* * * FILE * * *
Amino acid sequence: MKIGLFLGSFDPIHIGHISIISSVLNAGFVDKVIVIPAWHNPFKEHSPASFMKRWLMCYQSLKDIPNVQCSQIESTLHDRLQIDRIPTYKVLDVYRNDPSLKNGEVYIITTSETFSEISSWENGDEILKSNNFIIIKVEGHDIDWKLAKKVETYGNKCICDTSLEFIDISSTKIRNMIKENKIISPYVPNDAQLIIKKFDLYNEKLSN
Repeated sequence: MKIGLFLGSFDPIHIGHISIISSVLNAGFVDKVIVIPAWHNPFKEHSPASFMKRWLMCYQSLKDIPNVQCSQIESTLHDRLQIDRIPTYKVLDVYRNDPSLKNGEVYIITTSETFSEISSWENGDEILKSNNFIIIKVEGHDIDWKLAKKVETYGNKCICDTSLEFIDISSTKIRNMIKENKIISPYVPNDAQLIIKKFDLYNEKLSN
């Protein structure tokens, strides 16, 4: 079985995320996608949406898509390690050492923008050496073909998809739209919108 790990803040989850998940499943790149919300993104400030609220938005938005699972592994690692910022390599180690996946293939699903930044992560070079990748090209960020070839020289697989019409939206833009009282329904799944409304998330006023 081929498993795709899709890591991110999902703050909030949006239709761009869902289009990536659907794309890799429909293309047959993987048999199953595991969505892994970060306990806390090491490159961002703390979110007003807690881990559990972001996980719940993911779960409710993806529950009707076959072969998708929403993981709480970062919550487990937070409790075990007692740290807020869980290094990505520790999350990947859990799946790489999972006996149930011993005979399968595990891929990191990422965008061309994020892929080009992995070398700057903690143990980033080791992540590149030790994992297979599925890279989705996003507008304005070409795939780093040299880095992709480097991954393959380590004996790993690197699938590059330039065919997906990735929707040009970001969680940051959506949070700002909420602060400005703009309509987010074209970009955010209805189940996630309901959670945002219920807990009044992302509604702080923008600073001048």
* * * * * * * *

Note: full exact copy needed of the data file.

Amino acid sequence: MKIGLFLGSFDPIHIGHISIISSVLNAGFVDKVIVIPAWHNPFKEHSPASFMKRWLMCYQSLKDIPNVQCSQIESTLHDRLQIDRIPTYKVLDVYRNDPSLKNGEVYIITTSETFSEISSWENGDEILKSNNFIIIKVEGHDIDWKLAKKVETYGNKCICDTSLEFIDISSTKIRNMIKENKIISPYVPNDAQLIIKKFDLYNEKLSN
Repeated sequence: MKIGLFLGSFDPIHIGHISIISSVLNAGFVDKVIVIPAWHNPFKEHSPASFMKRWLMCYQSLKDIPNVQCSQIESTLHDRLQIDRIPTYKVLDVYRNDPSLKNGEVYIITTSETFSEISSWENGDEILKSNNFIIIKVEGHDIDWKLAKKVETYGNKCICDTSLEFIDISSTKIRNMIKENKIISPYVPNDAQLIIKKFDLYNEKLSN
């Protein structure tokens, strides 16, 4: 079985995320996608949406898509390690050492923008050496073909998809739209919108 790990803040989850998940499943790149919300993104400030609220938005938005699972592994690692910022390599180690996946293939699903930044992560070079990748090209960020070839020289697989019409939206833009009282329904799944409304998330006023 081929498993795709899709890591991110999902703050909030949006239709761009869902289009990536659907794309890799429909293309047959993987048999199953595991969505892994970060306990806390090491490159961002703390979110007003807690881990559990972001996980719940993911779960409710993806529950009707076959072969998708929403993981709480970062919550487990937070409790075990007692740290807020869980290094990505520790999350990947859990799946790489999972006996149930011993005979399968595990891929990191990422965008061309994020892929080009992995070398700057903690143990980033080791992540590149030790994992297979599925890279989705996003507008304005070409795939780093040299880095992709480097991954393959380590004996790993690197699938590059330039065919997906990735929707040009970001969680940051959506949070700002909420602060400005703009309509987010074209970009955010209805189940996630309901959670945002219920807990009044992302509604702080923008600073001048």